Ignore Shiny Objects

Sep 16, 2013 by

…But the anecdotal evidence suggests that Americans waste an extraordinary amount of tax money on high-tech toys for teachers and students, most of which have no proven learning value whatsoever….“In most of the highest-performing systems, technology is remarkably absent from classrooms.”
 
ignore shiny objects 
 
Old-school can be good school. Eric’s high school in Busan, South Korea, had austere classrooms with bare-bones computer labs. Out front, kids played soccer on a dirt field. From certain angles, the place looked like an American school from the 1950s. Most of Kim’s classrooms in Finland looked the same way: rows of desks in front of a simple chalkboard or an old-fashioned white board, the kind that was not connected to anything but the wall. 
 
Tom’s school in Poland didn’t even have a cafeteria, let alone a state-of-the-art theater, like his public school back home in Pennsylvania. In his American school, every classroom had an interactive white board, the kind that had become ubiquitous in so many American schools. (In fact, when I visited Tom’s American high school in 2012, these boards were already being swapped for next-generation replacements.) None of the classrooms in his Polish school had interactive white boards. 
 
Little data exists to compare investments in technology across countries, unfortunately. But the anecdotal evidence suggests that Americans waste an extraordinary amount of tax money on high-tech toys for teachers and students, most of which have no proven learning value whatsoever. As in all other industries, computers are most helpful when they save time or money, by helping to sort out what kids know and who needs help. Conversely, giving kids expensive, individual wireless clickers so that they can vote in class would be unthinkable in most countries worldwide. (In most of the world, kids just raise their hands and that works out fine.)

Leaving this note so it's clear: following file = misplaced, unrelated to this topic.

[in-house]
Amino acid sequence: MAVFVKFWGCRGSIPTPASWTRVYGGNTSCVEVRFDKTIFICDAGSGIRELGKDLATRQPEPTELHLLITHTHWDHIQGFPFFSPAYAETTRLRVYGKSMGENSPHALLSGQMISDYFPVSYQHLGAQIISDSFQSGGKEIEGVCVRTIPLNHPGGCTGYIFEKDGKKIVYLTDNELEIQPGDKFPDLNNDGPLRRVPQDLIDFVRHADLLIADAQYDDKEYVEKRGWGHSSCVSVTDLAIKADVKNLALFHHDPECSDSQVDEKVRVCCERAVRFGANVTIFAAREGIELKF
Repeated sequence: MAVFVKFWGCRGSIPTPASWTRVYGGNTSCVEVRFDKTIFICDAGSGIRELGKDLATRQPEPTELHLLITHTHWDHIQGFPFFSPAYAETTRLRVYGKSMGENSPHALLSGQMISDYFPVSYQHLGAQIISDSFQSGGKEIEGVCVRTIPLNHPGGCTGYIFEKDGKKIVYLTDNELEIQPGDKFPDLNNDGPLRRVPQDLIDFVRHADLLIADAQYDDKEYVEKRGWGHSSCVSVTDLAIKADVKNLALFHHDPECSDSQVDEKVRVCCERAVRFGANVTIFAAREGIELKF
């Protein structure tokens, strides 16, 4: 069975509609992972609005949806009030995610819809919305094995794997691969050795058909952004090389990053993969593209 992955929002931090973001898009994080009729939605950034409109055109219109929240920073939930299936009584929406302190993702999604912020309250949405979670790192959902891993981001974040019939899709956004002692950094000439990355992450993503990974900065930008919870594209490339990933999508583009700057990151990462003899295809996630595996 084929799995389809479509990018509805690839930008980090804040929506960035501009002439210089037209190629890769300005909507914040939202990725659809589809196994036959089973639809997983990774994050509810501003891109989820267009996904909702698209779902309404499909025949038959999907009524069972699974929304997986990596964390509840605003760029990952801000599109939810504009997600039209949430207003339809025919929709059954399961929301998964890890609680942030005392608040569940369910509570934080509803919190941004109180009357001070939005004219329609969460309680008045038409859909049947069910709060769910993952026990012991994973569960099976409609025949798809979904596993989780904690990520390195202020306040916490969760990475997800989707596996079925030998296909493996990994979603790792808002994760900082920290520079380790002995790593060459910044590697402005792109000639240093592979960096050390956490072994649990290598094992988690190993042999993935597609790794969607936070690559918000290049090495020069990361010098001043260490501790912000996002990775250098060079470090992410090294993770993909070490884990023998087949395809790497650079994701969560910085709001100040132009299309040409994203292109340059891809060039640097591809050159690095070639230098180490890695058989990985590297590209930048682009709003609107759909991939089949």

“In most of the highest-performing systems, technology is remarkably absent from classrooms,” Andreas Schleicher, the OECD international education guru, told me. “I have no explanation why that is the case, but it does seem that those systems place their efforts primarily on pedagogical practice rather than digital gadgets.” In the survey conducted for this book, seven out of ten international and American exchange students agreed that U.S. schools had more technology. Not one American student surveyed said there was significantly less technology in U.S. schools. The smartest countries prioritize teacher pay and equity (channeling more resources to the neediest students). When looking for a world-class education, remember that people always matter more than props.
 
 
Ripley, Amanda (2013-08-13). 
The Smartest Kids in the World: And How They Got That Way (pp. 214-215). 
Simon & Schuster. Kindle Edition.
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